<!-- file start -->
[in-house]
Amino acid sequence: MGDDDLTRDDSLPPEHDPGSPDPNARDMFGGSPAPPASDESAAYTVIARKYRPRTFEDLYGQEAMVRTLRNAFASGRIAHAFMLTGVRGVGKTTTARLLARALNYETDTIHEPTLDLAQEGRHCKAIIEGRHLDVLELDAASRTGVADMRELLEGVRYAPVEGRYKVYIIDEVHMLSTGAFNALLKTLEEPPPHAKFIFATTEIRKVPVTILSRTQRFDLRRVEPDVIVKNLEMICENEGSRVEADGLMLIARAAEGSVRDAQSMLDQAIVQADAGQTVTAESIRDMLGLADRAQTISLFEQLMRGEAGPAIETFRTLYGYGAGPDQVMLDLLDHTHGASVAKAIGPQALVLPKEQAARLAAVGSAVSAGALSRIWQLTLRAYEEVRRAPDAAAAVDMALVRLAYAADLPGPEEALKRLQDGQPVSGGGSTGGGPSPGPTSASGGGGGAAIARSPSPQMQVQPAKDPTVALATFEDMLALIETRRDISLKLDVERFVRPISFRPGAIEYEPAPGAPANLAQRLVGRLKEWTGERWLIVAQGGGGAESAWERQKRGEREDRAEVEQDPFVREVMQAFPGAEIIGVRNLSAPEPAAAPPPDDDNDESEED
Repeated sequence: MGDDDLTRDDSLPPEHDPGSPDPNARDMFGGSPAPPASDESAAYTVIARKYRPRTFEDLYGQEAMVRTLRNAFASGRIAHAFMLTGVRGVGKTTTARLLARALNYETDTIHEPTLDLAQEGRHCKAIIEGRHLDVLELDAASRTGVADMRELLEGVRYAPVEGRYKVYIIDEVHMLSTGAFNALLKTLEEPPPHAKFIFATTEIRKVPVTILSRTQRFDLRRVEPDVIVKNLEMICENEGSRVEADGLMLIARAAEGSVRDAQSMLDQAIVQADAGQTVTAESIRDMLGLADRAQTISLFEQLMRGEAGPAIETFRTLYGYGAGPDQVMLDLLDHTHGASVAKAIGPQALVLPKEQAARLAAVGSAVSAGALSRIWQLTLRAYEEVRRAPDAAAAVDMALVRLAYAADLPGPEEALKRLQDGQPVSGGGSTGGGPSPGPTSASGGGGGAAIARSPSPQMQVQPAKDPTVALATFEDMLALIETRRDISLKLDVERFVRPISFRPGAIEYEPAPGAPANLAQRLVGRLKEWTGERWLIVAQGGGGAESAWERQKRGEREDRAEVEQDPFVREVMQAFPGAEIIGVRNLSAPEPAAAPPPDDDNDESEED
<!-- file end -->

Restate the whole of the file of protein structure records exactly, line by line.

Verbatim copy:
[in-house]
Amino acid sequence: MGDDDLTRDDSLPPEHDPGSPDPNARDMFGGSPAPPASDESAAYTVIARKYRPRTFEDLYGQEAMVRTLRNAFASGRIAHAFMLTGVRGVGKTTTARLLARALNYETDTIHEPTLDLAQEGRHCKAIIEGRHLDVLELDAASRTGVADMRELLEGVRYAPVEGRYKVYIIDEVHMLSTGAFNALLKTLEEPPPHAKFIFATTEIRKVPVTILSRTQRFDLRRVEPDVIVKNLEMICENEGSRVEADGLMLIARAAEGSVRDAQSMLDQAIVQADAGQTVTAESIRDMLGLADRAQTISLFEQLMRGEAGPAIETFRTLYGYGAGPDQVMLDLLDHTHGASVAKAIGPQALVLPKEQAARLAAVGSAVSAGALSRIWQLTLRAYEEVRRAPDAAAAVDMALVRLAYAADLPGPEEALKRLQDGQPVSGGGSTGGGPSPGPTSASGGGGGAAIARSPSPQMQVQPAKDPTVALATFEDMLALIETRRDISLKLDVERFVRPISFRPGAIEYEPAPGAPANLAQRLVGRLKEWTGERWLIVAQGGGGAESAWERQKRGEREDRAEVEQDPFVREVMQAFPGAEIIGVRNLSAPEPAAAPPPDDDNDESEED
Repeated sequence: MGDDDLTRDDSLPPEHDPGSPDPNARDMFGGSPAPPASDESAAYTVIARKYRPRTFEDLYGQEAMVRTLRNAFASGRIAHAFMLTGVRGVGKTTTARLLARALNYETDTIHEPTLDLAQEGRHCKAIIEGRHLDVLELDAASRTGVADMRELLEGVRYAPVEGRYKVYIIDEVHMLSTGAFNALLKTLEEPPPHAKFIFATTEIRKVPVTILSRTQRFDLRRVEPDVIVKNLEMICENEGSRVEADGLMLIARAAEGSVRDAQSMLDQAIVQADAGQTVTAESIRDMLGLADRAQTISLFEQLMRGEAGPAIETFRTLYGYGAGPDQVMLDLLDHTHGASVAKAIGPQALVLPKEQAARLAAVGSAVSAGALSRIWQLTLRAYEEVRRAPDAAAAVDMALVRLAYAADLPGPEEALKRLQDGQPVSGGGSTGGGPSPGPTSASGGGGGAAIARSPSPQMQVQPAKDPTVALATFEDMLALIETRRDISLKLDVERFVRPISFRPGAIEYEPAPGAPANLAQRLVGRLKEWTGERWLIVAQGGGGAESAWERQKRGEREDRAEVEQDPFVREVMQAFPGAEIIGVRNLSAPEPAAAPPPDDDNDESEED